Piecing together one big work of art

Students join citywide effort to paint tiles that will become part of mosaic featuring art from throughout the Midwest and could end up in Port

THOMAS JEFFERSON MIDDLE SCHOOL art students recently painted 46 “tiles” — actually 6-by-6-inch canvasses — that will become part of a regional mosaic project. The students included JJ Bergin, Kiya Sullivan, Aleigha Michaels, Jacqueline Poull and Layla Meyer. Photo by Sam Arendt
Ozaukee Press staff

Students at Thomas Jefferson Middle School in Port Washington painted intently last week, creating tiles that will become part of a global mosaic.

And that mosaic could someday call Port Washington its home.

It’s all part of Mosaic Mural’s Global Roots project, a Canadian effort to help communities reconnect, particularly after pandemic lockdowns that left many people feeling adrift.

Kristina Tadeo, executive director of Port Main Street Inc., said she was looking for a community art project for the annual Art Walk in May when she discovered Mosaic Mural.

It was a perfect fit for the event, she said, noting it would allow people to be creative and make something that they would enjoy while being part of something bigger than themselves.

Main Street bought 150 tile kits — the tile is actually a 6-by-6-inch canvas — and sold them to people of all artistic abilities.

Each kit came with paint, brushes and an easel, Tadeo said. Those buying the kits could paint anything they desired, but they had to use the color scheme provided.

That’s because people are asked to send a photo of their canvas to Mosaic Mural, where they will be compiled into one large mosaic, Tadeo said. The actual canvas remains with the artist.

“It’s the same concept as a mosaic made with ceramic tiles, but it’s done with canvasses and photos,” she said.

The canvasses will be printed on aluminum sheets to create the mosaic, which will be about 10-by-20 feet when completed, she said.

The canvasses sold in Port will become part of the Midwest mural, which features a large tree in a bucolic setting.

People participating in the project can go online to muralmosaic.com/midwest to get a look at the mural and see not only the overall picture but zoom in to find their “tile,” Tadeo said.

Main Street sold its kits not just at the Art Walk but also throughout the summer — they were even painted at one of the organization’s Third Thursday events —and the Friends of Port Washington Parks and Recreation bought a number of them. The organization took those canvasses to the middle school for students to paint.

“It’s really cool,” Wendy Braam, vice president of the Friends group. “It’s a great project to get our students involved in.”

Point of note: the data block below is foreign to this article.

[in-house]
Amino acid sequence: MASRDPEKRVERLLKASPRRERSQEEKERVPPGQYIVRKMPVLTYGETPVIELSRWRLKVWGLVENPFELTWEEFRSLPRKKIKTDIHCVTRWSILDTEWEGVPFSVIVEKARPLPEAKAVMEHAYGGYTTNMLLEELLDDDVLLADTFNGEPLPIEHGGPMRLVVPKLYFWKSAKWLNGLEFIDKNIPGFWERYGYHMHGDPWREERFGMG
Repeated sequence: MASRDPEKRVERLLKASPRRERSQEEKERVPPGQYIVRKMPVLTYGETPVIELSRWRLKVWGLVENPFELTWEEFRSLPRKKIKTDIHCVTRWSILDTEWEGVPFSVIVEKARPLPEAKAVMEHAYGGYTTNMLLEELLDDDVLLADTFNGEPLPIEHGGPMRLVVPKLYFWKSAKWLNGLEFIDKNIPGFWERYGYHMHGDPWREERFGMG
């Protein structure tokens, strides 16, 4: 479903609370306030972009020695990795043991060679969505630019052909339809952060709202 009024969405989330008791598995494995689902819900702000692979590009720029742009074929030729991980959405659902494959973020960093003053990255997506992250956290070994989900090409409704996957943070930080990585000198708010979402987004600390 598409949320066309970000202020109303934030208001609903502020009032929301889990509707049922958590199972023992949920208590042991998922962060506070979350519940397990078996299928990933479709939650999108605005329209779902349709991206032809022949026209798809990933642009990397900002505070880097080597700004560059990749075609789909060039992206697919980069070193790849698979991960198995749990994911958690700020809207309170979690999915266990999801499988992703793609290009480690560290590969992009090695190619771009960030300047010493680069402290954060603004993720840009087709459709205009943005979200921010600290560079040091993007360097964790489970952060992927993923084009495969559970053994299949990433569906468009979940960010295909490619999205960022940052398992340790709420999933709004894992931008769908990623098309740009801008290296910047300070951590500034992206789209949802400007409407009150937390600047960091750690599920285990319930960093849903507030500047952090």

Braam said she created a canvas as well, incorporating the fingerprints of many of those in the community who participated in the project to create an abstract sunset scene.

“It’s really a lot of fun, and it’s nice that you can keep the tile you create,” she said.

There are Mosaic Mural projects throughout the United States, Canada and parts of Europe, particularly in the United Kingdom.

When she asked where the Midwest mural would be located, Tadeo said, she was told that it hadn’t been determined yet, so she threw Port into the mix.

“I let them know Port would be a perfect location,” she said, “and we’re on the short list (of finalists).”

The organizers seem intrigued by Port as a potential location for the mural, Tadeo said

“I think we’re such a beautiful, picturesque Midwestern town. We’re on the Great Lakes, and we’re on the edge of rolling farmlands, too,” she said. “I definitely think we are a good setting for something like this.”

It also helps that Port is a quintessential small town but it has plenty for people to do, Tadeo said.

That’s important because people who participate in the project often travel to see the finished mosaic after it’s installed.

Main Street has identified several potential sites for the mosaic, Tadeo said, noting they need to meet specific parameters set up by Mosaic Mural.

“Many of the walls we have in town were taken off quickly because they did not meet those parameters,” she said.

The leading contender now, she said, is on the north side of the Twisted Willow building, Tadeo said, underneath an existing faded painted logo.

The announcement of a site is expected in spring, she said, with the actual installation anticipated soon after that.

While Tadeo is hopeful that Port will ultimately be chosen, she said that one thing is for sure.

“Wherever it goes, it will be great in the end,” she said.


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Wisconsin’s largest paid circulation community weekly newspaper. Serving Port Washington, Saukville, Grafton, Fredonia, Belgium, as well as Ozaukee County government. Locally owned and printed in Port Washington, Wisconsin.

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